Written by Richard Street, Thelma Gordy
Performed by The Contours

Burnt Biscuits
Written by Chips Moman, Booker T. Jones (as Booker T. Jones, Jr.)
Performed by The Triumphs

I’m on My Way to Canaan
Written and Performed by Mahalia Jackson

Baby Love
Written by Brian Holland, Lamont Dozier, Eddie Holland (as Edward Holland Jr.)
Performed by The Supremes

Jordan River
Written by James Herndon
Performed by Shirley Cesar

Texas Fight
Written by Colonel Walter S. Hunnicutt, James E. King, Burnett “Blondie” Pharr

Green Onions
Written by Booker T. Jones, Steve Cropper, Lewie Steinberg and Al Jackson Jr.
Performed by Booker T. & the M.G.s (as Booker T. and the MG’s)

I’ve Been Loving You Too Long (To Stop Now)
Written by Otis Redding, Jerry Butler
Performed by Otis Redding

Ain’t That Good News
Written by James Cleveland
Performed by The Meditation Singers

El Paso
Written by Marty Robbins

Going to a Go-Go
Written by Smokey Robinson, Marvin Tarplin, Warren Moore, Bobby Rogers (as Robert Rogers)
Performed by Smokey Robinson & The Miracles

Shotgun
Written by Junior Walker (as Autry Dewalt)
Performed by Jr. Walker & The All Stars

You’re a Wonderful One
Written by Brian Holland, Lamont Dozier, Edwards Holland, Jr.
Performed by Marvin Gaye

Get Ready
Written by Smokey Robinson
Performed by The Temptations

Ain’t That Peculiar
Written by Smokey Robinson, Marvin Tarplin, Warren Moore, Bobby Rogers (as Robert Rogers)
Performed by Marvin Gaye

Down in the Boondocks
Written by Joe South
Performed by Billy Joe Royal

Ballad of the Green Berets
Written by Barry Sadler (as Barry A. Sadler), Robin Moore
Performed by Barry Sadler (as Sgt. Barry Sadler)

Road Runner
(AKA “I’m a Road Runner”)
Written by Brian Holland, Lamont Dozier, Eddie Holland (as Edward Holland Jr.)
Performed by Jr. Walker & The All Stars

Dancing in the Street
Written by Marvin Gaye (as Marvin P. Gaye), Ivy Jo Hunter, William Stevenson
Performed by Martha & The Vandellas

These Arms of Mine
Written and Performed by Otis Redding

People Get Ready
Written by Curtis Mayfield
Performed by The Impressions

Up All Night Blues
Written by Rick Garcia, Craig Eastman
Performed by The Raven Shadows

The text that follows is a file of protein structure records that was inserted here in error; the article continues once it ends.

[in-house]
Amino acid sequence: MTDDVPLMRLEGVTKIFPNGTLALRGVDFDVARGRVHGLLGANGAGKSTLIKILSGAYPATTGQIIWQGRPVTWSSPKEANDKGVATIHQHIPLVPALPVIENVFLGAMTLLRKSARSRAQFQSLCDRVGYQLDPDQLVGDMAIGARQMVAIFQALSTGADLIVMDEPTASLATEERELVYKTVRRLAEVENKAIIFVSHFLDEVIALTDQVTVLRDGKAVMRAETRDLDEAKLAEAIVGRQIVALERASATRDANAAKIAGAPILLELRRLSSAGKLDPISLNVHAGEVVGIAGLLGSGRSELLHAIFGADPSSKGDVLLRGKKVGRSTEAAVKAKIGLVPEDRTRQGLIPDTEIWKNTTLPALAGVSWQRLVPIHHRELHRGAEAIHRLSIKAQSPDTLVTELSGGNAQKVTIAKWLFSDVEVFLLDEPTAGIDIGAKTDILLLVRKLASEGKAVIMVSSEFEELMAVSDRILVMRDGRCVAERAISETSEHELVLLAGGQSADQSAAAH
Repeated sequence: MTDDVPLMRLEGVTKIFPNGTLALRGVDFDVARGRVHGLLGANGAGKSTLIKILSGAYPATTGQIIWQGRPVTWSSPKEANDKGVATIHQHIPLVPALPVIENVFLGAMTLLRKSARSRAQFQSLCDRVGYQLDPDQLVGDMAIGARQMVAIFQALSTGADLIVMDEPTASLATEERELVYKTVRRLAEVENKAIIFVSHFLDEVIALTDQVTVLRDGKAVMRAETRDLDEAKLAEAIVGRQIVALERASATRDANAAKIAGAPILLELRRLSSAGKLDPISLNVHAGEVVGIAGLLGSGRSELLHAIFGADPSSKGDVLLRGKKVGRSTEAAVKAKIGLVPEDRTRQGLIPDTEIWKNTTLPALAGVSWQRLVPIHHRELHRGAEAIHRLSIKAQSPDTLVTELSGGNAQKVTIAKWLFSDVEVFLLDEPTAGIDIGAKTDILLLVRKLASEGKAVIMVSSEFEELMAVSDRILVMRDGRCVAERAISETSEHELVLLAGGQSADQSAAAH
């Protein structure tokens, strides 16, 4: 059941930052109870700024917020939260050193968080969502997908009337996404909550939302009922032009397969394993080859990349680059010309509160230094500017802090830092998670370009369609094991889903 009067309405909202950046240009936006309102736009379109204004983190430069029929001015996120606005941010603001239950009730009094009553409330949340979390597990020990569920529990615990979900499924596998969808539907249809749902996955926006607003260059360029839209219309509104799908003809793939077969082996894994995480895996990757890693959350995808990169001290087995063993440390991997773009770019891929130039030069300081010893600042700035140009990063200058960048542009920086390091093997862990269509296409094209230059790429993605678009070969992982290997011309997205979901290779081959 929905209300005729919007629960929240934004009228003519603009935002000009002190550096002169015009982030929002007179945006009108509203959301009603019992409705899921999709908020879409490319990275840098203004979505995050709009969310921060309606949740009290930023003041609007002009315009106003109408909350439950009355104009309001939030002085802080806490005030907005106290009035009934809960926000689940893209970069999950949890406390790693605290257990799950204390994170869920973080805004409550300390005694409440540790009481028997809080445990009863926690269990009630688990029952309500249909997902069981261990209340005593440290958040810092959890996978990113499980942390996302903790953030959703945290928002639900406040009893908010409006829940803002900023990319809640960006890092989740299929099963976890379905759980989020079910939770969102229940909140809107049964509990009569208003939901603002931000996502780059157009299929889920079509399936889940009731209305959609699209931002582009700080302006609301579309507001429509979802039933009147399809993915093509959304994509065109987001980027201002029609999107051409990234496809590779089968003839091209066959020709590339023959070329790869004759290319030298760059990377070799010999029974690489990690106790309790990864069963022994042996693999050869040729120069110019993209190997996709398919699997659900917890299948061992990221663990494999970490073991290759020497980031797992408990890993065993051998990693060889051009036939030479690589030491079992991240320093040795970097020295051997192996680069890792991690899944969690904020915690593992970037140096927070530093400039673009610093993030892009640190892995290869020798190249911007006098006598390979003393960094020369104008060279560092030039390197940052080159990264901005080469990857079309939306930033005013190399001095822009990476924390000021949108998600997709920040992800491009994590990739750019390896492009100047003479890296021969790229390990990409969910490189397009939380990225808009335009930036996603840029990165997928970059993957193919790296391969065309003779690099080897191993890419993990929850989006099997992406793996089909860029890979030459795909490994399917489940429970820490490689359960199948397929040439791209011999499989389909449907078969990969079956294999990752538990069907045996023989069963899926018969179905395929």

The Eyes of Texas
Written by John Lang Sinclair

On, On, U. of K.
(University of Kentucky)
Written by C.A. Lampert

People Get Ready
Written by Curtis Mayfield
Produced by Alicia Keys and Kerry Brothers (as Kerry “Krucial” Brothers)
Performed by Alicia Keys and Lyfe Jennings

I Will Make the Darkness Light
Written by Charles P. Jones
Produced by Alicia Keys and Trevor Rabin
Performed by Alicia Keys

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Plinky Prompt

Imagine a new Voyager spacecraft is being built by NASA, and like its earlier counterparts, it’s going to carry the best of modern human culture inscribed onto a record. What belongs on there and why?

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The Wheelbarrow Girl

Molly Malone
In Dublin’s fair city,
Where the girls are so pretty,
I first set my eyes on sweet Molly Malone,
As she wheeled her wheel-barrow,
Through streets broad and narrow,
Crying, “Cockles and mussels, alive, alive, oh!”

“Alive, alive, oh,
Alive, alive, oh,”
Crying “Cockles and mussels, alive, alive, oh”.

She was a fishmonger,
But sure ’twas no wonder,
For so were her father and mother before,
And they wheeled their barrows,
Through the streets broad and narrow,
Crying, “Cockles and mussels, alive, alive, oh!”

(chorus)

She died of a fever,
And no one could save her,
And that was the end of sweet Molly Malone.
But her ghost wheels her barrow,
Through streets broad and narrow,
Crying, “Cockles and mussels, alive, alive, oh!”

(chorus)x2

Stop to talk with Molly Malone and, on the pretext of buying some mussels from her, strike up a conversation with her about her life and her dreams.
Write the dialogue that goes on between you.

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Cities

Is the big city “a wondrous toy” as the song goes, or is it a hill of swarming ants? Is it a creative showcase for a country’s talent and skill or is it a drain on the energies of millions of people who must struggle for survival from day to day? Can it be both? Is it something else? What does the city mean to you? Describe your view of the city in specific detail.

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Crossword Puzzle: “Who Am I?”

Create a “Who Am I?” crossword puzzle for your group/class.

  • get every person’s name to fit somewhere
  • get at least one descriptive adverb or adjective for each person in the group
  • get at least one favorite activity listed for each person

Example clues:
Across:

  1. a friendly boy, when he’s not playing basketball
  2. Bob’s favorite sport

Use the following, or similar, crossword puzzle maker.

Attach a printable image(jpg or png) of your completed puzzle to a post in your blog.

crossword

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A Personal Connection to Art

Identify a work of art that for you holds a personal connection or significance. Select one of the following quotations and write an essay explaining how your chosen work of art does or does not support the quote.

“Art is coming face to face with yourself.” – Jackson Pollock

“The task which the artist implicitly sets himself, is to overthrow existing values, to make of the chaos about him an order which is his own, to sow strife and ferment, so that by the emotional release those who are dead may be restored to life.” – Henry Miller

“The subject matter of art is life, life as it actually is; but the function of art is to make life better.” – George Santayana